Depression Tips and Guides - What you really need to know about depression

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Cognitive-Behavioral Therapy

What is cognitive-behavioral therapy?

Cognitive–behavioral therapy is based on two separate theoretical models, both cognitive and behavioral. Cognitive models are based on the premise that cognitions, or thoughts, determine emotions and behavior. Automatic thoughts are one type of cognition that may be distorted by errors of thinking such as over-generalization, catastrophic thinking, jumping to conclusions, or personalization. Errors in thinking tend to be more frequent and intense in depression as well as in other psychiatric disorders. Behavioral models are based on theories of learning such as by modeling or by reinforcement to certain responses.

Cognitive-behavioral therapy is an approach that uses techniques based on the models described previously here. A greater emphasis on cognitive approaches or on behavioral approaches may be taken depending on the disorder and the stage of treatment. Cognitive techniques include:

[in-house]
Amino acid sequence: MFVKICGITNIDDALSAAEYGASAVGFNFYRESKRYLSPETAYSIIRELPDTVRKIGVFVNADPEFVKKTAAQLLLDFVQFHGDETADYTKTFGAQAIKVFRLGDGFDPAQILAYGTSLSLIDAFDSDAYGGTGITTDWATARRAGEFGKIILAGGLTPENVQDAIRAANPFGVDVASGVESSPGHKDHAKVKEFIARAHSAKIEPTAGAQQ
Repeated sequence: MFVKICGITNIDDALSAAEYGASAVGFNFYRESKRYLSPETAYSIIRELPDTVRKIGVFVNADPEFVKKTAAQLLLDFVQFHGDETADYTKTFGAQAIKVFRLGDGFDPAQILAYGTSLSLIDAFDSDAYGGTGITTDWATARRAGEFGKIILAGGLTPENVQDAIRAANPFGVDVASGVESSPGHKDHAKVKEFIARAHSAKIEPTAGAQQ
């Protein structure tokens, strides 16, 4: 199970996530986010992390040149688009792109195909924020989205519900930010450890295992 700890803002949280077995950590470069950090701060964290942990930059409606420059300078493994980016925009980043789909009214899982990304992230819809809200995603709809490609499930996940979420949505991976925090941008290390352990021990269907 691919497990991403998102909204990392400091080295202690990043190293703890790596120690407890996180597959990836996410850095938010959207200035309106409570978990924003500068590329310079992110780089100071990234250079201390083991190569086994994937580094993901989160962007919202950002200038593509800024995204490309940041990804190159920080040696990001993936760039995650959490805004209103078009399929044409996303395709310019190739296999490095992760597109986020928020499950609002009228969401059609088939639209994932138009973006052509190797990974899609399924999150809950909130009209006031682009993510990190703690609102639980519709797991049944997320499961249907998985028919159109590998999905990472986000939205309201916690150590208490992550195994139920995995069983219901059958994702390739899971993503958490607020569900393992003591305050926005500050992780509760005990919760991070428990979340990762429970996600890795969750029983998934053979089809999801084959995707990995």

• Psychoeducation
  • Modifying automatic thoughts
  • Modifying schemas

Behavioral techniques include:

  • Activity scheduling
  • Breathing control
  • Contingency contracting
  • Desensitization/relaxation training
  • Exposure and flooding
  • Social skills training
  • Thought stopping/distraction

Through many of these techniques, patients learn to manage their anxiety and reactions to stress appropriately. Exposure training is a technique that uses graded exposure to a high-anxiety situation by breaking the task into small steps that are focused on one by one.

Cognitive–behavioral therapy has been the best studied form of psychotherapy and has been shown to treat depression effectively. It is probably more appropriate in cases of mild to moderate depression that is acute. Treatment typically lasts 3 to 6 months with 10 to 20 weekly sessions. The patient is expected to be an active participant in trying new strategies and will be expected to do homework.

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